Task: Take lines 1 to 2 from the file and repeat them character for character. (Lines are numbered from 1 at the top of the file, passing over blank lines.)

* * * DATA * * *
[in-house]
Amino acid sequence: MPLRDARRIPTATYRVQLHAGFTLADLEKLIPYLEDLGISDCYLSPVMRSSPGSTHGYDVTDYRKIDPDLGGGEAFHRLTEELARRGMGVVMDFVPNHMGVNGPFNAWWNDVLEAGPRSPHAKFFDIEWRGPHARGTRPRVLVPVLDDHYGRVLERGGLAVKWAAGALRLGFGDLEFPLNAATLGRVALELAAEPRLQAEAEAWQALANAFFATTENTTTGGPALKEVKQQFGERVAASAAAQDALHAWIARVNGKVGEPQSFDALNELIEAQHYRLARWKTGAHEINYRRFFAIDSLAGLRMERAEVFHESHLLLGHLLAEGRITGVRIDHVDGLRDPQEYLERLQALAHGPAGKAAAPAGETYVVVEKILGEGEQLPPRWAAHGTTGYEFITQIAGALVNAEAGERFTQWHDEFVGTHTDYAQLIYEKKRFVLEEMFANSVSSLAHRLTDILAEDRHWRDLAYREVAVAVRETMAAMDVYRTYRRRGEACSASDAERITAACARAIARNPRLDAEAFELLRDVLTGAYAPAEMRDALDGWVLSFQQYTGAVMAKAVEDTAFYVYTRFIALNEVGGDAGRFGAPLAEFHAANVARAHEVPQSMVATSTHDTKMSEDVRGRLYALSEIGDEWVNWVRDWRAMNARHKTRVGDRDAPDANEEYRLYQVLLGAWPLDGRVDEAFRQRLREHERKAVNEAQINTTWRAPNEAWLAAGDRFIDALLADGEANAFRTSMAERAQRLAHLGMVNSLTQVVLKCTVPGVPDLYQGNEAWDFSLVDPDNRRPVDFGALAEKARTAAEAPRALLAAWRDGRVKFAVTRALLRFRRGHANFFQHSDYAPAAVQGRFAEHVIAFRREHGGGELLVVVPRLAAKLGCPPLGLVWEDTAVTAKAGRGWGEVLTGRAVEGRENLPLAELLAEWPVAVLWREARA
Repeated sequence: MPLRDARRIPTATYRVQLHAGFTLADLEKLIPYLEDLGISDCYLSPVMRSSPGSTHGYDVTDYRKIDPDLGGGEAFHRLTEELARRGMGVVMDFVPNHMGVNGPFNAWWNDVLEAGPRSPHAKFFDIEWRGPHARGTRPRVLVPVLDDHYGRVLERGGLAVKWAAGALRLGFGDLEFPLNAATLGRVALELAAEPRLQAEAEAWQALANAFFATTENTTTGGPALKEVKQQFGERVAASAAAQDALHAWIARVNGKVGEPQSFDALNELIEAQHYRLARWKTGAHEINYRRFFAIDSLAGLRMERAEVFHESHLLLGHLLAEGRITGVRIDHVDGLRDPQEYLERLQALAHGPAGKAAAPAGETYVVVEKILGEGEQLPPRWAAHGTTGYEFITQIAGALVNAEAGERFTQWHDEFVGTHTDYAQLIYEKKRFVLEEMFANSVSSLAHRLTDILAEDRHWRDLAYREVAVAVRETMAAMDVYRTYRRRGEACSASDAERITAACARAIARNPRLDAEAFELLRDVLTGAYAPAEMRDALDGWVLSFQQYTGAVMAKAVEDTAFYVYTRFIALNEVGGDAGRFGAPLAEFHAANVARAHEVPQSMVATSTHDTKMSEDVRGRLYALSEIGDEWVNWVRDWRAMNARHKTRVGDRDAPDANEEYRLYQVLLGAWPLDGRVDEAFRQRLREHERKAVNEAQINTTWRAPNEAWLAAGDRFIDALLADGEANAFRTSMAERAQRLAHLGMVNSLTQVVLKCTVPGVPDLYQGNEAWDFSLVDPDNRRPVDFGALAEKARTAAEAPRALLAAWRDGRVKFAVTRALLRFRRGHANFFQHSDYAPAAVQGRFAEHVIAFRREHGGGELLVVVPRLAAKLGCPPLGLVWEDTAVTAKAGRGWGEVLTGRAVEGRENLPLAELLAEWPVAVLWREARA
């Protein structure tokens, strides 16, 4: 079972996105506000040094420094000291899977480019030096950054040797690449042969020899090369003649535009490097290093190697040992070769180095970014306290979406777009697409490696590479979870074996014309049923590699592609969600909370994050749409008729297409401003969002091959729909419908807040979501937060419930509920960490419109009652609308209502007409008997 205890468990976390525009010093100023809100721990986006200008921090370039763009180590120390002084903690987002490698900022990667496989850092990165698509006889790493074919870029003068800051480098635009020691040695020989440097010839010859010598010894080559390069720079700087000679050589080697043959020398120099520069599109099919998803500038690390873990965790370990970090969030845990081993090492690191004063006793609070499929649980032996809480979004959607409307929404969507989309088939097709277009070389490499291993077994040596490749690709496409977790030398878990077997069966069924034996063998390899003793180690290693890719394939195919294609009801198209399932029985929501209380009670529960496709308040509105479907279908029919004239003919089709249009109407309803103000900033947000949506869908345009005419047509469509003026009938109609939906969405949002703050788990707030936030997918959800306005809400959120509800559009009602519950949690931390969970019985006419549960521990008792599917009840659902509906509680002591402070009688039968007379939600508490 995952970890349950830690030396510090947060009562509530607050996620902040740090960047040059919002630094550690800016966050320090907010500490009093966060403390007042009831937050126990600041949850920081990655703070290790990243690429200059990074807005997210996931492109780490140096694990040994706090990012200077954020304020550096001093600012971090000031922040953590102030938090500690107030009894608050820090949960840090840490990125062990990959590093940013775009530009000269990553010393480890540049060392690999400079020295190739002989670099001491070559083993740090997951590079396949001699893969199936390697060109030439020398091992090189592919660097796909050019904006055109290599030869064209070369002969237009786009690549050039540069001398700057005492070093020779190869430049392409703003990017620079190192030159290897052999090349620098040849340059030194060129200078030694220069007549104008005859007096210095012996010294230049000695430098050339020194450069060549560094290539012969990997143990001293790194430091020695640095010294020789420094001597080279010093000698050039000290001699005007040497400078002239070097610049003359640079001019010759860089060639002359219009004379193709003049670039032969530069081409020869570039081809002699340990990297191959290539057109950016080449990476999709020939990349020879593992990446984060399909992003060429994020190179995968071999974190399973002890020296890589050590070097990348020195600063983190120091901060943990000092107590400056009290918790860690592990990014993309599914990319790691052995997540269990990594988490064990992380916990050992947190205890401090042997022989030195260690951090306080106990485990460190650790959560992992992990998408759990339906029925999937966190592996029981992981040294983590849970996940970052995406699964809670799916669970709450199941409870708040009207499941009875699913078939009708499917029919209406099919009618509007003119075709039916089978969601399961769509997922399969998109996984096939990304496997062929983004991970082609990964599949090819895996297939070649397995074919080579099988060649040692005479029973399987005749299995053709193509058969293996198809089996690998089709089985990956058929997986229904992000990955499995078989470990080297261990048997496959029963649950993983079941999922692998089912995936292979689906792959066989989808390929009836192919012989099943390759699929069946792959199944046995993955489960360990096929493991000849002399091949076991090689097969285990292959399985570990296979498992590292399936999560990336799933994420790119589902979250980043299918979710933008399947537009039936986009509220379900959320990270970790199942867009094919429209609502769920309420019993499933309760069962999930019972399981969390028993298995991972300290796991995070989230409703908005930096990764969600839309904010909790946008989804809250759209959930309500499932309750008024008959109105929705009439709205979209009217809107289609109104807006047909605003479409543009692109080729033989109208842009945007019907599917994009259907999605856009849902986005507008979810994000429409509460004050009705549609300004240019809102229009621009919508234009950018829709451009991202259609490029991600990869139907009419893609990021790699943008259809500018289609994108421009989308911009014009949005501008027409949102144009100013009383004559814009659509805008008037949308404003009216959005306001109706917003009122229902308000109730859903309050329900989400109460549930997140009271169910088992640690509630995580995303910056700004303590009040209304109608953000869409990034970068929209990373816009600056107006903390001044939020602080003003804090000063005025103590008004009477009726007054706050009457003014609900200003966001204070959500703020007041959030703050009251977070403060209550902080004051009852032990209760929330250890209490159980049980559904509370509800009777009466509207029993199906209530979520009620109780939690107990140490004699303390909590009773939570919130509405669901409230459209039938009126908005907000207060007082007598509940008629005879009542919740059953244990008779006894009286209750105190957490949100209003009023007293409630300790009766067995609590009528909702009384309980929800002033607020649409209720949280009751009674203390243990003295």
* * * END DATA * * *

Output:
[in-house]
Amino acid sequence: MPLRDARRIPTATYRVQLHAGFTLADLEKLIPYLEDLGISDCYLSPVMRSSPGSTHGYDVTDYRKIDPDLGGGEAFHRLTEELARRGMGVVMDFVPNHMGVNGPFNAWWNDVLEAGPRSPHAKFFDIEWRGPHARGTRPRVLVPVLDDHYGRVLERGGLAVKWAAGALRLGFGDLEFPLNAATLGRVALELAAEPRLQAEAEAWQALANAFFATTENTTTGGPALKEVKQQFGERVAASAAAQDALHAWIARVNGKVGEPQSFDALNELIEAQHYRLARWKTGAHEINYRRFFAIDSLAGLRMERAEVFHESHLLLGHLLAEGRITGVRIDHVDGLRDPQEYLERLQALAHGPAGKAAAPAGETYVVVEKILGEGEQLPPRWAAHGTTGYEFITQIAGALVNAEAGERFTQWHDEFVGTHTDYAQLIYEKKRFVLEEMFANSVSSLAHRLTDILAEDRHWRDLAYREVAVAVRETMAAMDVYRTYRRRGEACSASDAERITAACARAIARNPRLDAEAFELLRDVLTGAYAPAEMRDALDGWVLSFQQYTGAVMAKAVEDTAFYVYTRFIALNEVGGDAGRFGAPLAEFHAANVARAHEVPQSMVATSTHDTKMSEDVRGRLYALSEIGDEWVNWVRDWRAMNARHKTRVGDRDAPDANEEYRLYQVLLGAWPLDGRVDEAFRQRLREHERKAVNEAQINTTWRAPNEAWLAAGDRFIDALLADGEANAFRTSMAERAQRLAHLGMVNSLTQVVLKCTVPGVPDLYQGNEAWDFSLVDPDNRRPVDFGALAEKARTAAEAPRALLAAWRDGRVKFAVTRALLRFRRGHANFFQHSDYAPAAVQGRFAEHVIAFRREHGGGELLVVVPRLAAKLGCPPLGLVWEDTAVTAKAGRGWGEVLTGRAVEGRENLPLAELLAEWPVAVLWREARA